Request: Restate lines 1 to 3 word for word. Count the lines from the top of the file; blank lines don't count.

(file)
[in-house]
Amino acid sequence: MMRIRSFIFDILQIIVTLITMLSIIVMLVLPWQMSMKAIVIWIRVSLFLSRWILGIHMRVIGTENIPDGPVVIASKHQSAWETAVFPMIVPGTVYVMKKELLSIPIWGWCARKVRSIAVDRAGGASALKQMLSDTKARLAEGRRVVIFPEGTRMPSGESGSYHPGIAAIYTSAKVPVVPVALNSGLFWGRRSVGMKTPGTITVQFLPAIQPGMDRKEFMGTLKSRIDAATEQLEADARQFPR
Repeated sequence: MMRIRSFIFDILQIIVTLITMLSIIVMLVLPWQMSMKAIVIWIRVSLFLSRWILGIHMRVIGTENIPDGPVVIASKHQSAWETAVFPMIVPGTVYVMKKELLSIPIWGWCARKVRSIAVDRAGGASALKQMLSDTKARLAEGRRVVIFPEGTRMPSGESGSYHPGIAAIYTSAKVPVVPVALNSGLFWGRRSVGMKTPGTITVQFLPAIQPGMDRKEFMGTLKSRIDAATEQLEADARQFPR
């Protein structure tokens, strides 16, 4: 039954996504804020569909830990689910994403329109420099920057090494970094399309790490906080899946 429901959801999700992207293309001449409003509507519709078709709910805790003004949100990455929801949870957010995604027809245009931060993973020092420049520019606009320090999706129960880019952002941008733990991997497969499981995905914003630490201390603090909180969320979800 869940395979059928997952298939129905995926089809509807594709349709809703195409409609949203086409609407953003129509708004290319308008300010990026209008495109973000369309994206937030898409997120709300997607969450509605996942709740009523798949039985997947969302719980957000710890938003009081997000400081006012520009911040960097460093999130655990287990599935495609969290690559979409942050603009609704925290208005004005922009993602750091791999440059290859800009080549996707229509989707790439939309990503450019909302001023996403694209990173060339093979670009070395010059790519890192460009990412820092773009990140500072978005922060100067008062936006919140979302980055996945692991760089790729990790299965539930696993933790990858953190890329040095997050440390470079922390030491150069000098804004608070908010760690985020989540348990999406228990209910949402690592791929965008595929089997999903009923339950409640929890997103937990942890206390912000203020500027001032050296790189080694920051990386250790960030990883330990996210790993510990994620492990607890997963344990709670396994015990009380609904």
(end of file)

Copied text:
[in-house]
Amino acid sequence: MMRIRSFIFDILQIIVTLITMLSIIVMLVLPWQMSMKAIVIWIRVSLFLSRWILGIHMRVIGTENIPDGPVVIASKHQSAWETAVFPMIVPGTVYVMKKELLSIPIWGWCARKVRSIAVDRAGGASALKQMLSDTKARLAEGRRVVIFPEGTRMPSGESGSYHPGIAAIYTSAKVPVVPVALNSGLFWGRRSVGMKTPGTITVQFLPAIQPGMDRKEFMGTLKSRIDAATEQLEADARQFPR
Repeated sequence: MMRIRSFIFDILQIIVTLITMLSIIVMLVLPWQMSMKAIVIWIRVSLFLSRWILGIHMRVIGTENIPDGPVVIASKHQSAWETAVFPMIVPGTVYVMKKELLSIPIWGWCARKVRSIAVDRAGGASALKQMLSDTKARLAEGRRVVIFPEGTRMPSGESGSYHPGIAAIYTSAKVPVVPVALNSGLFWGRRSVGMKTPGTITVQFLPAIQPGMDRKEFMGTLKSRIDAATEQLEADARQFPR